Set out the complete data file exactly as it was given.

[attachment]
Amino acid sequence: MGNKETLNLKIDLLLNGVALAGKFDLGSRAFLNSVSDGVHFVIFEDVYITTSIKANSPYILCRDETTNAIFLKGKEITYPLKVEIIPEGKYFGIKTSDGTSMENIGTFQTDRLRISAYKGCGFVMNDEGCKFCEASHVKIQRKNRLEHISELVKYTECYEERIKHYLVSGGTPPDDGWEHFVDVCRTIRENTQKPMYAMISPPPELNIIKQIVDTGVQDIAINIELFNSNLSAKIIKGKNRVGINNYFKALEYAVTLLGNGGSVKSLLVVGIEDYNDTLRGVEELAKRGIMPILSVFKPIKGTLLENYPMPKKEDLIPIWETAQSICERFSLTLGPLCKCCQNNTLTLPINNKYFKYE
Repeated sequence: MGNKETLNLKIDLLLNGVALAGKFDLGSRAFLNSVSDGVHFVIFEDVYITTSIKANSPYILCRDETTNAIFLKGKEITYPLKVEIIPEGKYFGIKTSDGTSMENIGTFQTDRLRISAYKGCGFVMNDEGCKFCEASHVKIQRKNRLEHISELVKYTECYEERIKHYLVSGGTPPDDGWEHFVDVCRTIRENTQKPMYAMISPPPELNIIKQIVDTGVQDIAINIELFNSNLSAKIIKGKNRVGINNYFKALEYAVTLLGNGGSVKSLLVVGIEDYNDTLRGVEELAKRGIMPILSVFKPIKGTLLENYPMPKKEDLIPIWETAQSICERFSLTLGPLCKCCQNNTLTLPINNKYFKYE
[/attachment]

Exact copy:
Amino acid sequence: MGNKETLNLKIDLLLNGVALAGKFDLGSRAFLNSVSDGVHFVIFEDVYITTSIKANSPYILCRDETTNAIFLKGKEITYPLKVEIIPEGKYFGIKTSDGTSMENIGTFQTDRLRISAYKGCGFVMNDEGCKFCEASHVKIQRKNRLEHISELVKYTECYEERIKHYLVSGGTPPDDGWEHFVDVCRTIRENTQKPMYAMISPPPELNIIKQIVDTGVQDIAINIELFNSNLSAKIIKGKNRVGINNYFKALEYAVTLLGNGGSVKSLLVVGIEDYNDTLRGVEELAKRGIMPILSVFKPIKGTLLENYPMPKKEDLIPIWETAQSICERFSLTLGPLCKCCQNNTLTLPINNKYFKYE
Repeated sequence: MGNKETLNLKIDLLLNGVALAGKFDLGSRAFLNSVSDGVHFVIFEDVYITTSIKANSPYILCRDETTNAIFLKGKEITYPLKVEIIPEGKYFGIKTSDGTSMENIGTFQTDRLRISAYKGCGFVMNDEGCKFCEASHVKIQRKNRLEHISELVKYTECYEERIKHYLVSGGTPPDDGWEHFVDVCRTIRENTQKPMYAMISPPPELNIIKQIVDTGVQDIAINIELFNSNLSAKIIKGKNRVGINNYFKALEYAVTLLGNGGSVKSLLVVGIEDYNDTLRGVEELAKRGIMPILSVFKPIKGTLLENYPMPKKEDLIPIWETAQSICERFSLTLGPLCKCCQNNTLTLPINNKYFKYE